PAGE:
Firstly, while it may be easier to call them 'accents', they are separate letters with separate pronunciation.
ż (Z with a dot) is roughly English zh (which of course is not a common sound).
ç (C-cedilla) is not a Polish letter, it's Portuguese (and some other languages).
ć is probably what you meant. I'd say that it's a palatalized T. The palatalized sounds are very difficult for Polish learners.
ę is roughly 'eu'. Imagine the Spanish pronunciation of "Europa".
ą is roughly 'ou'. The vowel sound in "rose".
If you say "XYZ, please", "proszę" sounds a lot more natural to me.
"Poproszę XYZ" is more like "I'd like to ask for XYZ", but really it just means the same as "XYZ, please" and I think it's more polite.
Technically speaking, "poproszę" is future tense (I will ask), but it's used for actual asking 'right now' ;)
Jellei explained the difference between “proszę” and “poproszę” very well.
It is also good to note that “poproszę” works only when you asking for something, while “proszę” may be used both ways: asking for something and offering something.
When you put a cup of tea in front of your guest you say “proszę”.
But still more common way to ask for something is by using "poproszę"
Please check out 1:18 in this video and notice how "poproszę" i "proszę" are being used:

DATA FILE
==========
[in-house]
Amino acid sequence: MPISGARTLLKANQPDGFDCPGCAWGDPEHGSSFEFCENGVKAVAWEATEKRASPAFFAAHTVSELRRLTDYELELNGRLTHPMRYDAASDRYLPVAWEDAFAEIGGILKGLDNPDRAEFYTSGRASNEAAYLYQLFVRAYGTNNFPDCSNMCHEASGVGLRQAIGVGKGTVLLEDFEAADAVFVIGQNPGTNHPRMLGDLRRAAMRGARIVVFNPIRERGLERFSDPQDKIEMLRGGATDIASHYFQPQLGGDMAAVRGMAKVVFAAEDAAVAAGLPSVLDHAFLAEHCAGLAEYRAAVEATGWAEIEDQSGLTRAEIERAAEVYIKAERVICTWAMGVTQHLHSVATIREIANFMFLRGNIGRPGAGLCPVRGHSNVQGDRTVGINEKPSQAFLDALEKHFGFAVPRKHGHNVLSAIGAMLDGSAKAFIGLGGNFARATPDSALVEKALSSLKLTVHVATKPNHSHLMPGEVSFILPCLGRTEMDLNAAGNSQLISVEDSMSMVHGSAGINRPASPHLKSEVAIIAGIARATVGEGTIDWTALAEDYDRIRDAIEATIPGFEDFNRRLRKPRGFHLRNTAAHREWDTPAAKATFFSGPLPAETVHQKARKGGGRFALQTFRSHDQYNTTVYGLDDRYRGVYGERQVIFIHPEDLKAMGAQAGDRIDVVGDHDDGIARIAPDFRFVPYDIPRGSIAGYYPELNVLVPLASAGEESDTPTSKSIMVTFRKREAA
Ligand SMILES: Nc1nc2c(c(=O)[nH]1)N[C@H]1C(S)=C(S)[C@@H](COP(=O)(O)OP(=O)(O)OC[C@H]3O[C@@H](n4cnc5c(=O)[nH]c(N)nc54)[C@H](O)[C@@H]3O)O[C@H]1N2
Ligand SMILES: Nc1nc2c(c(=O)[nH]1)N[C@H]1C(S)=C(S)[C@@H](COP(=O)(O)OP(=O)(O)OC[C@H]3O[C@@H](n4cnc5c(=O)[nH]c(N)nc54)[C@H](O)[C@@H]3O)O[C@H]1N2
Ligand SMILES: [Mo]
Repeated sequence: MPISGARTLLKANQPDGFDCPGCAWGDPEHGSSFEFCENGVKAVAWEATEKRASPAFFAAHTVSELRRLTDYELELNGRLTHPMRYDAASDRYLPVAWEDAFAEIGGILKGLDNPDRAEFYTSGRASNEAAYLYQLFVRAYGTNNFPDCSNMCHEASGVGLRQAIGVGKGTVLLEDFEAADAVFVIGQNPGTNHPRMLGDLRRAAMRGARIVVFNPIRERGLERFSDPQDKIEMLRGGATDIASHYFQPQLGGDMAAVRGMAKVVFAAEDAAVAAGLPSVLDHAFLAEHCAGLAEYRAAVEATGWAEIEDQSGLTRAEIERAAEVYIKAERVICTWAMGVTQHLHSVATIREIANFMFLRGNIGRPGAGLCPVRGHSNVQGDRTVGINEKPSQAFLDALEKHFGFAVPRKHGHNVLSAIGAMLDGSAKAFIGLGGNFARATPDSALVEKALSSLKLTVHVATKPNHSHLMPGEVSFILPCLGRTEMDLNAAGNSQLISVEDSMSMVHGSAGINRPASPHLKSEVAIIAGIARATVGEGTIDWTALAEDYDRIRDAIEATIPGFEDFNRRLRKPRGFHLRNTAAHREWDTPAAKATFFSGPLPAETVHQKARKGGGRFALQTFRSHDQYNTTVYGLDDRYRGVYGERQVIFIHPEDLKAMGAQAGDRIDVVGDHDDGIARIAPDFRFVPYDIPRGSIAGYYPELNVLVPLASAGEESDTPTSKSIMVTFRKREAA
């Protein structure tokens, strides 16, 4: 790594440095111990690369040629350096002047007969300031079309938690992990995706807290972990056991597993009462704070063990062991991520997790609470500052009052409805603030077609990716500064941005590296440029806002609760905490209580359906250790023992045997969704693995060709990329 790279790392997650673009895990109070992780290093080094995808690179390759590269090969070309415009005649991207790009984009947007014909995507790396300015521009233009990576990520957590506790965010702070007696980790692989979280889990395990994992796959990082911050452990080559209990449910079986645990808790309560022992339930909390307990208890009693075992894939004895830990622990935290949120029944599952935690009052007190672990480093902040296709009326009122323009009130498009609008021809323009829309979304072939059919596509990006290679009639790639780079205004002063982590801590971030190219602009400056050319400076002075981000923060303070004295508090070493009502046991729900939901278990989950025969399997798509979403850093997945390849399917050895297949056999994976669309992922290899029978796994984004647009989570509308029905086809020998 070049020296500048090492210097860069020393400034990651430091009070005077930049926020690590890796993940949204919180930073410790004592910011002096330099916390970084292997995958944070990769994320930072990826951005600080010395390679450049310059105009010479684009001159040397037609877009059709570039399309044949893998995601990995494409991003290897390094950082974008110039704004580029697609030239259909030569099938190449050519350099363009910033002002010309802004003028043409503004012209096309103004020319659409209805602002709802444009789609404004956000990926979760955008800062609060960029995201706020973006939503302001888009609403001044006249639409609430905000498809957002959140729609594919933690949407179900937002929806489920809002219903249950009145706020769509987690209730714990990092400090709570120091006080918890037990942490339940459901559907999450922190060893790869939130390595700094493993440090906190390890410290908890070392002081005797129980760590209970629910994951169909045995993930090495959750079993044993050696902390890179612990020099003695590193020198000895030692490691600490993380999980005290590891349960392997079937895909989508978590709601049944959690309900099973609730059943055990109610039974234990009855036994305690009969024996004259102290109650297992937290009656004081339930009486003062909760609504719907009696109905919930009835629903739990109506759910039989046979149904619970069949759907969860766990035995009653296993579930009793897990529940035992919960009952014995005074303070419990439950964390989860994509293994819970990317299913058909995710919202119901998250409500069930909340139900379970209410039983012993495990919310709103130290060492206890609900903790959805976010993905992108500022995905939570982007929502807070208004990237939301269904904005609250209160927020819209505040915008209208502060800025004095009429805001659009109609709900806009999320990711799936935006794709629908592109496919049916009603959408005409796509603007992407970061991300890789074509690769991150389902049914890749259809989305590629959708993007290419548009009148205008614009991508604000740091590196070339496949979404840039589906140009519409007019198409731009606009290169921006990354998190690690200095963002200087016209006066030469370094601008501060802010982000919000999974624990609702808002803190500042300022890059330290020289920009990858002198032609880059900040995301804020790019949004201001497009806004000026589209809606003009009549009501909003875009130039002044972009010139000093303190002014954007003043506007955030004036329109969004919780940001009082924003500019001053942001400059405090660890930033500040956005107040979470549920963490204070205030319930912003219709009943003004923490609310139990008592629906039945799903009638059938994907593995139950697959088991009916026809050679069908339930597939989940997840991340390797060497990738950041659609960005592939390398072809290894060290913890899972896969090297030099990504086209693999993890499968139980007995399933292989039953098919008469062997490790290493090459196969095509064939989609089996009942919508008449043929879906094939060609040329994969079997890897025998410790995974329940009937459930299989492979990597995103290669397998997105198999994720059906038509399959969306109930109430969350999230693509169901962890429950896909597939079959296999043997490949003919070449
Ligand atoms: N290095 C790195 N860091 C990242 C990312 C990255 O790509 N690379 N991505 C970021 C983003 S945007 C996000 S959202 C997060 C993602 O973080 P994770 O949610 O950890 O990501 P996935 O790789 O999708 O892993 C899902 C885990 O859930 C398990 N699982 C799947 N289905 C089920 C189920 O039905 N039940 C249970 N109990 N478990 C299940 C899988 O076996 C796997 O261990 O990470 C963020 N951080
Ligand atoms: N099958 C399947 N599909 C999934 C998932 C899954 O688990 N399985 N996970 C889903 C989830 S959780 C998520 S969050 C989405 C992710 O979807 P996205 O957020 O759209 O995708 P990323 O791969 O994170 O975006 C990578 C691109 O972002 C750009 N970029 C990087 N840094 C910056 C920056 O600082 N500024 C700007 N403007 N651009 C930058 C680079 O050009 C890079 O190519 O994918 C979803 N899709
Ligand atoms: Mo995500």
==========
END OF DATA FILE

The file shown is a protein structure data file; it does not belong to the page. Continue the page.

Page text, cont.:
It's not a cedilla, although it's similar. Even in English it's called "ogonek", like in Polish, which means "little tail".
It's a nasalized "e". It's more or less like "eu" in Spanish (euro, Europa), not sure if there's a similar sound in English. But that happens if "ę" is in the middle of a word. If it's the final sound of the word, it's pronounced more or less like a normal "e". And if it's the first sound of the word, it's not a real word ;)
Proszę o chleb i mleko - I am asking/ I ask for bread and milk
Chleb i mleko, proszę - (May I have) Bread and milk, please?
Chleb i mleko, proszę - Here you are, your bread and milk
Proszę (bardzo) - You are (very) welcome
Poproszę o chleb i mleko - I will/ I am going to ask for bread and milk